The Higher-Order Spectra as a Tool for Assessing the Progress in Rehabilitation of Patients After Ischemic Brain Stroke

  • Ewaryst Tkacz
  • Zbigniew Budzianowski
  • Wojciech Oleksy
Conference paper
Part of the Advances in Intelligent Systems and Computing book series (AISC, volume 721)


This article explores the possibility of using the higher-order spectra as a tool to determine the progress in rehabilitation of patients after ischemic brain stroke (IBS). In order to evaluate the effectiveness of this tool patients’ heart rate variability (HRV) recordings obtained at 1, 10 and 60 day after stroke are listed and compared to those recorded for healthy individuals. Each set of HRV signals is processed with bispectral and bicoherent analysis. In each case three statistical parameters are observed. The values of investigated parameters differ for healthy people and these affected by the IBS and the rehabilitation progress is visible based on the parameters changing their values towards these characteristic for healthy individuals. The obtained results show usefulness of higher-order spectra as a tool for assessment of the rehabilitation progress. Authors believe that further work would greatly improve potential of the described tool, allowing to increase its precision and expand the application field.


Heart rate variability Higher-order statistics Signal processing 


  1. 1.
    PhysioNet. Accessed 5 Mar 2015
  2. 2.
    Swami, A., Mendel, J., Chrysostomos, L.: Higher-Order Spectral Analysis Toolbox: For Use with MATLAB. The MathWorks, Inc. (1993)Google Scholar
  3. 3.
    Goshvarpour, A., et al.: Comparison of higher order spectra in heart rate signals during two techniques of meditation: Chi and Kundalini meditation. Cogn. Neurodyn. 7(1), 39–46 (2013)CrossRefGoogle Scholar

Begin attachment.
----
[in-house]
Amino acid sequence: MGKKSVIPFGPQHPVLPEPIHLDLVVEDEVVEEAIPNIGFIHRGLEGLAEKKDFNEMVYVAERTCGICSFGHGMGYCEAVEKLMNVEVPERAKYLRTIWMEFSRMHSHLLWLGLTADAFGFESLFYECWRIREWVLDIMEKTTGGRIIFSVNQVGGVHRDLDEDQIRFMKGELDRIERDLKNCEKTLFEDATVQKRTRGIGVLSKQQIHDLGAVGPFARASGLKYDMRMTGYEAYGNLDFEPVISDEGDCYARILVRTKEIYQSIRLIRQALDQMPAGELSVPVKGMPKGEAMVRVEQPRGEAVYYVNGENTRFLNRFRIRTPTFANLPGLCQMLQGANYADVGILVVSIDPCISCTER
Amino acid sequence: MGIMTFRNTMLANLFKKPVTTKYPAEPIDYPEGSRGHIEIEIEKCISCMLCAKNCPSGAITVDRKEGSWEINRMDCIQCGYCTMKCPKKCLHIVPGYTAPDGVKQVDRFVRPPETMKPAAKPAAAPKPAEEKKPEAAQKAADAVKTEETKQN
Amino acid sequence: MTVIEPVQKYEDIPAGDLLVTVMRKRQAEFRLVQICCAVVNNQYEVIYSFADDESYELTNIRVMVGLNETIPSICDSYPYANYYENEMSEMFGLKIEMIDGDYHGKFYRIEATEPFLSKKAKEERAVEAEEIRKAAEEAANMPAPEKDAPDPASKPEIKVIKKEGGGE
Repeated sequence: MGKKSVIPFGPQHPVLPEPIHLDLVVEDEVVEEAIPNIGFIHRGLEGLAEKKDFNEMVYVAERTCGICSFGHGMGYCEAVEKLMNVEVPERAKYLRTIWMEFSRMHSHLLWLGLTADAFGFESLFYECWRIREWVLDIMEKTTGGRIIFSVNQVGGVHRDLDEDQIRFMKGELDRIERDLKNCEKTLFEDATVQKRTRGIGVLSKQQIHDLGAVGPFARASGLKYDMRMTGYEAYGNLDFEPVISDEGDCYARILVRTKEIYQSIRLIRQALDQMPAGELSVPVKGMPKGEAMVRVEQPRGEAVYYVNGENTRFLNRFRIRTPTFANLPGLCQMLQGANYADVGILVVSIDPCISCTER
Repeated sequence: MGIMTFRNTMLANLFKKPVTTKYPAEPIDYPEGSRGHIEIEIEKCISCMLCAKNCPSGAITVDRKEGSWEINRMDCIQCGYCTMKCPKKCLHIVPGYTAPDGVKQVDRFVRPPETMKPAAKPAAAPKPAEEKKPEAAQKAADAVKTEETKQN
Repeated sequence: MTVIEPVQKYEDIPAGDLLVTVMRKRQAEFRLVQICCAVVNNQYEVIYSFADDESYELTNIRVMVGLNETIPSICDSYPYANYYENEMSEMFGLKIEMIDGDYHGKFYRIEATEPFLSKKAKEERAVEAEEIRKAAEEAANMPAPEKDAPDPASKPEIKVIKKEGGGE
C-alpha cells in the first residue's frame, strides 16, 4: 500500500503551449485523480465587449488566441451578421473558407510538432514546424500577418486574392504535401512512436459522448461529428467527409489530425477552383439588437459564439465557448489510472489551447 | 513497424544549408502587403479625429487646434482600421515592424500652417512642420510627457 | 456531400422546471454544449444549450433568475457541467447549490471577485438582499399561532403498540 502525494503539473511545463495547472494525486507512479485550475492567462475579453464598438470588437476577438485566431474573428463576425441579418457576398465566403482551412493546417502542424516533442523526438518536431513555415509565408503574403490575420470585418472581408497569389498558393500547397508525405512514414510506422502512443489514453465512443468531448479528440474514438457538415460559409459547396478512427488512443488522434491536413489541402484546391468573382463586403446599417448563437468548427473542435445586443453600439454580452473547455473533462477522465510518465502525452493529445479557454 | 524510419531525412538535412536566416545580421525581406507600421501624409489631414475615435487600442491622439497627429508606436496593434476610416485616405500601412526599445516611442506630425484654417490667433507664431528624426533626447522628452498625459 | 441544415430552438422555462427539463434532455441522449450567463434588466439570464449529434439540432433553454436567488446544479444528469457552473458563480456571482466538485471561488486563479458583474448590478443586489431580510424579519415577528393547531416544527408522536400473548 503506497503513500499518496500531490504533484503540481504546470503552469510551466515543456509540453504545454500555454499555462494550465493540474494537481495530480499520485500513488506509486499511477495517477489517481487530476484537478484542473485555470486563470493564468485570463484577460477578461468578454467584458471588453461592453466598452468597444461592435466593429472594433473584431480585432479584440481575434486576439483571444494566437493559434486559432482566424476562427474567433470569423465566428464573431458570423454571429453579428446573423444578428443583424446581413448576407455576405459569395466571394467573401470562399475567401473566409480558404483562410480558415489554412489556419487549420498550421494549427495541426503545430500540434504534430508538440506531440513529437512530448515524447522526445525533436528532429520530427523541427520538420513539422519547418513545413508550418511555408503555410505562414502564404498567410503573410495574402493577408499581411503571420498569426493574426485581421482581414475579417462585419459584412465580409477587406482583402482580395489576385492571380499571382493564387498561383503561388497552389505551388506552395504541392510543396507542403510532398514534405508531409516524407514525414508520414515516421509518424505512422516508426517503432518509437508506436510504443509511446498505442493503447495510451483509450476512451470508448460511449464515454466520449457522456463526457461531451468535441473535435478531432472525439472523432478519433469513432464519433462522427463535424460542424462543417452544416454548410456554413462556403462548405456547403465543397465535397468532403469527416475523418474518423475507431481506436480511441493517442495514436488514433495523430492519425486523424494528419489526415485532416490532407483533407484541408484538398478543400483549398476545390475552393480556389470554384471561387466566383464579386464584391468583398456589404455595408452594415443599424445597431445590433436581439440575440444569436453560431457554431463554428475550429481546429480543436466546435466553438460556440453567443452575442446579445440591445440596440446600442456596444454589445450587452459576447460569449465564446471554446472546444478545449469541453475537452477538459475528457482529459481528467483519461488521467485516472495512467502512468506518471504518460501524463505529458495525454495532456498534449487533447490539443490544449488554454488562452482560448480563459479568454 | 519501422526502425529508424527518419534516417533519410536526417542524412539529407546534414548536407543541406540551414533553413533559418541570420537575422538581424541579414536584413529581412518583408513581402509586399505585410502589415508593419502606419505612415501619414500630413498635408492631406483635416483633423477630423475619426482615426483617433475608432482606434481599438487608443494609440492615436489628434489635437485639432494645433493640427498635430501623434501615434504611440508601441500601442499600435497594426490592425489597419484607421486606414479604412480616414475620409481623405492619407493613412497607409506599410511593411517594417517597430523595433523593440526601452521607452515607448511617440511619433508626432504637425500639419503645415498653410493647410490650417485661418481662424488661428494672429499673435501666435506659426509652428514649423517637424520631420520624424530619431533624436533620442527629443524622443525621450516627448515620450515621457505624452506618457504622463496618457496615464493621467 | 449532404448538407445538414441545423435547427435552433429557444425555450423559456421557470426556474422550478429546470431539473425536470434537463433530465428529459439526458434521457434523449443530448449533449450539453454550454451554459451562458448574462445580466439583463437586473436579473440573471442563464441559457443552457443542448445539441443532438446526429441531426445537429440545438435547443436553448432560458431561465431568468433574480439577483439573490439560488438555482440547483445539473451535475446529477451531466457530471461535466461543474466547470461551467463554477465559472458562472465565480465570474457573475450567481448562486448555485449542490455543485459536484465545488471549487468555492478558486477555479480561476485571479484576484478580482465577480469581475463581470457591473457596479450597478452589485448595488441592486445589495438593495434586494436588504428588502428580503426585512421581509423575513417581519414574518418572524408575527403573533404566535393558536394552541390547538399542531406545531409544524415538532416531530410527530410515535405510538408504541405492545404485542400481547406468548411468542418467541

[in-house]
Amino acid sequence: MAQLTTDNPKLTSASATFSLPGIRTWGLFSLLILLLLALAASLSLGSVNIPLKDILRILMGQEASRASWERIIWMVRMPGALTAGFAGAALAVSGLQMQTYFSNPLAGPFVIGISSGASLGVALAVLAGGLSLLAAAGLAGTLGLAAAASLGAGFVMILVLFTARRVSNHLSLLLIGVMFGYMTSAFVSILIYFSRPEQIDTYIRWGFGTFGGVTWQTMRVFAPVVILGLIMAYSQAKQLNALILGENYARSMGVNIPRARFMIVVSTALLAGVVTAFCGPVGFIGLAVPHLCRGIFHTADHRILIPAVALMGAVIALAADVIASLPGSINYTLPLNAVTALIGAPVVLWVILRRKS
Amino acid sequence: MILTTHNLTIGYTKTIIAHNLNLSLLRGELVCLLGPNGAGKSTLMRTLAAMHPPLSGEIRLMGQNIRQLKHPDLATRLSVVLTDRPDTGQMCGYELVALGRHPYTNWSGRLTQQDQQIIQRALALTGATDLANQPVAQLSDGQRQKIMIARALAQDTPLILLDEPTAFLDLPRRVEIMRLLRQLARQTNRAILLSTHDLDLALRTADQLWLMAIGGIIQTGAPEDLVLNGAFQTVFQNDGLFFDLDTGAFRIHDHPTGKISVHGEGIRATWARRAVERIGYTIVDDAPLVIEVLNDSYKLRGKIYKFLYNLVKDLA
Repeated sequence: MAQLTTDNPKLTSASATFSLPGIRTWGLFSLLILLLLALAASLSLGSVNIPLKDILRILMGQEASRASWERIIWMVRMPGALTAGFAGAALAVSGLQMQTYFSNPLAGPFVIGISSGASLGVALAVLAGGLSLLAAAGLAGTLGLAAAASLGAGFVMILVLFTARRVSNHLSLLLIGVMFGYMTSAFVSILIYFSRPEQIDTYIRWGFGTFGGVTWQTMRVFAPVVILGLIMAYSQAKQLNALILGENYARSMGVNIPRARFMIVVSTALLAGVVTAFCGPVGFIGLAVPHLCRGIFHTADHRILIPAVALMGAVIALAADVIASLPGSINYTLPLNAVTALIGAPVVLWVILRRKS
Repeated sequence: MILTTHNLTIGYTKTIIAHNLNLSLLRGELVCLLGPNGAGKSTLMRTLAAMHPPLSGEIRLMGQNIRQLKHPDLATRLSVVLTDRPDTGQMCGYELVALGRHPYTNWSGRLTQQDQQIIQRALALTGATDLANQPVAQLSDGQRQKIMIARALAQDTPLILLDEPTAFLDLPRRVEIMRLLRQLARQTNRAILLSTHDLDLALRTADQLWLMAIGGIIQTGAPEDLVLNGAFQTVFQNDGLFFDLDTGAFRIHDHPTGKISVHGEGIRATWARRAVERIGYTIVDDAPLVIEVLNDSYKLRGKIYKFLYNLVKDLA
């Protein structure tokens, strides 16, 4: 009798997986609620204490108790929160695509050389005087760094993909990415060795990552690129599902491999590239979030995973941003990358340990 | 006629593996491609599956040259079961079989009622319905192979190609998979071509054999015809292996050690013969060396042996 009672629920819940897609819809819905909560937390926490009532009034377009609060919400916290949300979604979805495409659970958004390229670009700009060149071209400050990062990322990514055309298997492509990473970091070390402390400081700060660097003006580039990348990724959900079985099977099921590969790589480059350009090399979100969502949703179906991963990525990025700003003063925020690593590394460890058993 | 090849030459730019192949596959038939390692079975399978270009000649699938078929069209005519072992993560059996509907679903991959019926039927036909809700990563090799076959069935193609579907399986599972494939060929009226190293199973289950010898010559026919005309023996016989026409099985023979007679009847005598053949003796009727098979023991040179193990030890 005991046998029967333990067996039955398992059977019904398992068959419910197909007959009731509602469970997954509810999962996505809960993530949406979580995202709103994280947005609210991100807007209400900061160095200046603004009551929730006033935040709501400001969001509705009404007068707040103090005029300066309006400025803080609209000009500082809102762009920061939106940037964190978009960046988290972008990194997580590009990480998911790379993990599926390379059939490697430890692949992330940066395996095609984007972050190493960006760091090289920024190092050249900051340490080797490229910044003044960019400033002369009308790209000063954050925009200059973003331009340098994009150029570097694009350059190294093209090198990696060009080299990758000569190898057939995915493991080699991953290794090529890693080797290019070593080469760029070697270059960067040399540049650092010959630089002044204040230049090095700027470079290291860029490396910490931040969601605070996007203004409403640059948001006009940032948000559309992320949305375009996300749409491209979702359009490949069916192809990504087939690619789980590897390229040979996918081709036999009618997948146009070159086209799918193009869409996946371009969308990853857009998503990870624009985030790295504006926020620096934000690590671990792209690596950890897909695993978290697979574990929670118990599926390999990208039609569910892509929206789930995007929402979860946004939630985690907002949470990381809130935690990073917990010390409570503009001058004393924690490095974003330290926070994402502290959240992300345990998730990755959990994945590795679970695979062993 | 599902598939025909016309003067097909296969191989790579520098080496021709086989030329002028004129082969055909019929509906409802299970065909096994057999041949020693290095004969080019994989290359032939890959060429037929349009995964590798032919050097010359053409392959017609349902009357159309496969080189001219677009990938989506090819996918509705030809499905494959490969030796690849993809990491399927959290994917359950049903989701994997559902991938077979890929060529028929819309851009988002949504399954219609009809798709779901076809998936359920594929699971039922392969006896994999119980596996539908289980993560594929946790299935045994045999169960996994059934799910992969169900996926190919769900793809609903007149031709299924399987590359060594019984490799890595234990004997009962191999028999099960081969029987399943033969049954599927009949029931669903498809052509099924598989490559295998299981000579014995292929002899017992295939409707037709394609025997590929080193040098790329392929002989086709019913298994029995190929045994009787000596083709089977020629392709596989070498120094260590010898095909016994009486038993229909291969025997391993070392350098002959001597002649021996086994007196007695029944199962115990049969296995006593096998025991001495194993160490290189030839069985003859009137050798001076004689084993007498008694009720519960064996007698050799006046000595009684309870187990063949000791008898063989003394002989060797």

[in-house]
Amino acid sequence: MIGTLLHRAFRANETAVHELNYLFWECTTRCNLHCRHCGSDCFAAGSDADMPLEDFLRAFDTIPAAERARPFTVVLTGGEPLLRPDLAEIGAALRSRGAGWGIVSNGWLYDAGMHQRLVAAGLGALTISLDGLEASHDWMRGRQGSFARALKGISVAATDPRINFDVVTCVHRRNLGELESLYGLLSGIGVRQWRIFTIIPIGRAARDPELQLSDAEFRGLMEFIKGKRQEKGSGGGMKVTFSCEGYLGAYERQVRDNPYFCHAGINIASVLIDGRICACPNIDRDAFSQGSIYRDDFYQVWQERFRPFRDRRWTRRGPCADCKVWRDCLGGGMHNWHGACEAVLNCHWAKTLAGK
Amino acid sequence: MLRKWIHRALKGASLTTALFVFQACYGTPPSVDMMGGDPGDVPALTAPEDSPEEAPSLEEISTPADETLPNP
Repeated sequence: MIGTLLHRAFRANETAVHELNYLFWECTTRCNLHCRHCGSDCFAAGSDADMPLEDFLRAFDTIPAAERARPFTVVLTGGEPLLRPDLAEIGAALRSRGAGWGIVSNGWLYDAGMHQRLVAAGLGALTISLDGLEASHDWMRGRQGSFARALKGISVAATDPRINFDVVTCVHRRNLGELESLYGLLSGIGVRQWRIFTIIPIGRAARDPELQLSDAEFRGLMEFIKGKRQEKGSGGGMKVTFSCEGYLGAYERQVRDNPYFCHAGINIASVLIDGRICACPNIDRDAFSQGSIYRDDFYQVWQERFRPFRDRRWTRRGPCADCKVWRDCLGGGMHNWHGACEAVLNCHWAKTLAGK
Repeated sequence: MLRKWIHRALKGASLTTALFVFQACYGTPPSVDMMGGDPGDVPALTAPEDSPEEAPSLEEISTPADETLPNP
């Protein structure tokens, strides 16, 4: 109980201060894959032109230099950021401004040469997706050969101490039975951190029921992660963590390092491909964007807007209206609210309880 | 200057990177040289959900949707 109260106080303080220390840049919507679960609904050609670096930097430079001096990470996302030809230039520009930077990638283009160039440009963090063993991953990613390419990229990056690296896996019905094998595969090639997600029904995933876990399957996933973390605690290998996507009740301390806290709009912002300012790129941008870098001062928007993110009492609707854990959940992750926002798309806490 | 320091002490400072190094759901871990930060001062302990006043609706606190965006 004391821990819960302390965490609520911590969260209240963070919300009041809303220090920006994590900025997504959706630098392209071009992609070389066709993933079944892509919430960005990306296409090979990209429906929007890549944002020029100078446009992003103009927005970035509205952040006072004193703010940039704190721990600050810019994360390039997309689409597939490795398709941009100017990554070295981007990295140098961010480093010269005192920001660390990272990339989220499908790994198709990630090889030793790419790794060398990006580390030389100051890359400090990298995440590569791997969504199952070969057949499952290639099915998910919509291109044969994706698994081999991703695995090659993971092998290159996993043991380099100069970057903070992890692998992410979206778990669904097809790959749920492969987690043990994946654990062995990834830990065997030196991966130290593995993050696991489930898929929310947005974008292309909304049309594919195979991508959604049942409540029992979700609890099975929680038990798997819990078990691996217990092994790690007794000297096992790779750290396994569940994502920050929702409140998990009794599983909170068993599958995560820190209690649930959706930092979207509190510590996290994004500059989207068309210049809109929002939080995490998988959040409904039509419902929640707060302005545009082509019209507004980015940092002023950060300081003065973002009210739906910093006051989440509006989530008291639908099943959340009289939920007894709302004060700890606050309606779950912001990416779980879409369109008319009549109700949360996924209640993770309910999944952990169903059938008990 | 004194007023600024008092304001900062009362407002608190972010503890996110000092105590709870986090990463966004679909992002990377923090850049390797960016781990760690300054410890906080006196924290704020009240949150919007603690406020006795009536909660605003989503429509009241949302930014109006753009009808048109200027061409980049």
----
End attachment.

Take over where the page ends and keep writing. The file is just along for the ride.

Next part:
4. 4.
    Chua, C.: Analysis of cardiac and epileptic signals using higher order spectra, Praca doktorska. Queensland University of Technology, Queensland (2010)Google Scholar
  5. 5.
    Krauze, T., Guzik, P., Wysocki, H.: Zmienność rytmu serca: aspekty techniczne. Nowiny Lekarskie 9(70), 973–984 (2001)Google Scholar
  6. 6.
    Mazur, P., Pfitzner, R., Matusik, P.: Analiza parametrów częstotliwościowych zmienności rytmu serca po pomostowaniu aortalno-wieńcowym. Folia Cardiologica 6(1), 76–81 (2011)Google Scholar
  7. 7.
    Kłopocka, M., Budzyński, J., Bujak, R., Świątkowski, M., Sinkiewicz, W., Ziółkowski, M.: Dobowa zmienność rytmu zatokowego serca jako wskaźnik aktywności autonomicznego układu nerwowego u mężczyzn z zespołem zależności alkoholowej w okresie abstynencji. Alkoholizm i Narkomania 13(4), 491–501 (2000)Google Scholar
  8. 8.
    Jouny, I., Moses, R.: The bispectrum of complex signals: definitions and properties. IEEE Trans. Signal Process. 40(11), 2833–2836 (1992)CrossRefzbMATHGoogle Scholar
  9. 9.
    Saliu, S., Birand, A., Kudaiberdieva, G.: Bispectral Analysis of Heart Rate Variability Signal (2002)Google Scholar

Copyright information

© Springer International Publishing AG 2018

Authors and Affiliations

  • Ewaryst Tkacz
    • 1
  • Zbigniew Budzianowski
    • 1
  • Wojciech Oleksy
    • 1
  1. 1.Department of Biosensors and Biomedical Signals Processing, Faculty of Biomedical EngineeringTechnical University of SilesiaZabrzePoland

Personalised recommendations